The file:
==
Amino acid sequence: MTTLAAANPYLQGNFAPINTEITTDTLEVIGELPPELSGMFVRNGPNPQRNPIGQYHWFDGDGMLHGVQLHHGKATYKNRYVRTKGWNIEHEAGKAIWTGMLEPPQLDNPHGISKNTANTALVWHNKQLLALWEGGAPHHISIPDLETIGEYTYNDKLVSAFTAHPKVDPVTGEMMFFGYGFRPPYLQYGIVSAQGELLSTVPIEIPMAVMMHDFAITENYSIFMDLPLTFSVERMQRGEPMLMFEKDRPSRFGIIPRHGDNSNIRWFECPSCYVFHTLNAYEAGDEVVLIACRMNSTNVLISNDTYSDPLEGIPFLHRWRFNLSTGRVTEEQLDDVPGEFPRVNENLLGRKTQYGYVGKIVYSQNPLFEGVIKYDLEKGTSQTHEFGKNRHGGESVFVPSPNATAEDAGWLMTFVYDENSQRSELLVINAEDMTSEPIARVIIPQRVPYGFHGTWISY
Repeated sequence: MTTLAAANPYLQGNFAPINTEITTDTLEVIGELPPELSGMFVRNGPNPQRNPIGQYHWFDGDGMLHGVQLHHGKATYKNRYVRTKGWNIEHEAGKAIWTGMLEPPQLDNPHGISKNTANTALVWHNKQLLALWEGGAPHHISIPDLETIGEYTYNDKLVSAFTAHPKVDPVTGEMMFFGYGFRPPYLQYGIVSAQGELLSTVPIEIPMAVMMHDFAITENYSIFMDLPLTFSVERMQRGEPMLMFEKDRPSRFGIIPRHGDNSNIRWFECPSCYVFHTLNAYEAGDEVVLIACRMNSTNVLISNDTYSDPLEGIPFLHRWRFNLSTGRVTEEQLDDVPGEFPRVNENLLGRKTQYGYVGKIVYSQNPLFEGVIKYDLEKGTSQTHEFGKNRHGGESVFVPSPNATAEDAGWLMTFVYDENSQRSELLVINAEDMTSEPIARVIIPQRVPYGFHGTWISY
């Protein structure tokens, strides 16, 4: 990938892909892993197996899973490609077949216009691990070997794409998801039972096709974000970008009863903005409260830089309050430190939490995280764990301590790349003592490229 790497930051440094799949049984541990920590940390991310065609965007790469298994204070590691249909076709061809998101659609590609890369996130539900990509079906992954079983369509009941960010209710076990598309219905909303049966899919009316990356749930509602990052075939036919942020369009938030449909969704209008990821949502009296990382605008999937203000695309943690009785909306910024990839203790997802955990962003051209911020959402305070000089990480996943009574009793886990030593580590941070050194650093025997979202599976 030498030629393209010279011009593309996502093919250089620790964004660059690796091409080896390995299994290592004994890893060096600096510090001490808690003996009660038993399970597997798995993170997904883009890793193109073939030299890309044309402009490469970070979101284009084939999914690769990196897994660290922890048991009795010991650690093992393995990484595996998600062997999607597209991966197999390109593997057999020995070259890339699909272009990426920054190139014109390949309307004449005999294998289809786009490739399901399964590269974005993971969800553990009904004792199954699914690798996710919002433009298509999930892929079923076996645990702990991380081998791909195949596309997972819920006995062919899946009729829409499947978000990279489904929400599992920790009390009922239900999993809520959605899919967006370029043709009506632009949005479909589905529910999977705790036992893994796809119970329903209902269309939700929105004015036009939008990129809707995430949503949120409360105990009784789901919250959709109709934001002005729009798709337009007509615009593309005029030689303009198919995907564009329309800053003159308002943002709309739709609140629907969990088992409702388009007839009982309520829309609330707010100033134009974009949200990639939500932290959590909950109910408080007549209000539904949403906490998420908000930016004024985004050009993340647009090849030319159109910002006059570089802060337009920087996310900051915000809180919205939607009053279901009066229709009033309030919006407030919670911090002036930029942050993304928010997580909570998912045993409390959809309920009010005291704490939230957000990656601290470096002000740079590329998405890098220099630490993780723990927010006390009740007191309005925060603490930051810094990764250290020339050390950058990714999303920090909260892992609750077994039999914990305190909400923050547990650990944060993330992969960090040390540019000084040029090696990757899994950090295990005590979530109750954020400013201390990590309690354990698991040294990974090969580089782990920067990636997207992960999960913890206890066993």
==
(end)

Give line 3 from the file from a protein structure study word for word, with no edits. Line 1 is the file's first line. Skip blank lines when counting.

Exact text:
């Protein structure tokens, strides 16, 4: 990938892909892993197996899973490609077949216009691990070997794409998801039972096709974000970008009863903005409260830089309050430190939490995280764990301590790349003592490229 790497930051440094799949049984541990920590940390991310065609965007790469298994204070590691249909076709061809998101659609590609890369996130539900990509079906992954079983369509009941960010209710076990598309219905909303049966899919009316990356749930509602990052075939036919942020369009938030449909969704209008990821949502009296990382605008999937203000695309943690009785909306910024990839203790997802955990962003051209911020959402305070000089990480996943009574009793886990030593580590941070050194650093025997979202599976 030498030629393209010279011009593309996502093919250089620790964004660059690796091409080896390995299994290592004994890893060096600096510090001490808690003996009660038993399970597997798995993170997904883009890793193109073939030299890309044309402009490469970070979101284009084939999914690769990196897994660290922890048991009795010991650690093992393995990484595996998600062997999607597209991966197999390109593997057999020995070259890339699909272009990426920054190139014109390949309307004449005999294998289809786009490739399901399964590269974005993971969800553990009904004792199954699914690798996710919002433009298509999930892929079923076996645990702990991380081998791909195949596309997972819920006995062919899946009729829409499947978000990279489904929400599992920790009390009922239900999993809520959605899919967006370029043709009506632009949005479909589905529910999977705790036992893994796809119970329903209902269309939700929105004015036009939008990129809707995430949503949120409360105990009784789901919250959709109709934001002005729009798709337009007509615009593309005029030689303009198919995907564009329309800053003159308002943002709309739709609140629907969990088992409702388009007839009982309520829309609330707010100033134009974009949200990639939500932290959590909950109910408080007549209000539904949403906490998420908000930016004024985004050009993340647009090849030319159109910002006059570089802060337009920087996310900051915000809180919205939607009053279901009066229709009033309030919006407030919670911090002036930029942050993304928010997580909570998912045993409390959809309920009010005291704490939230957000990656601290470096002000740079590329998405890098220099630490993780723990927010006390009740007191309005925060603490930051810094990764250290020339050390950058990714999303920090909260892992609750077994039999914990305190909400923050547990650990944060993330992969960090040390540019000084040029090696990757899994950090295990005590979530109750954020400013201390990590309690354990698991040294990974090969580089782990920067990636997207992960999960913890206890066993």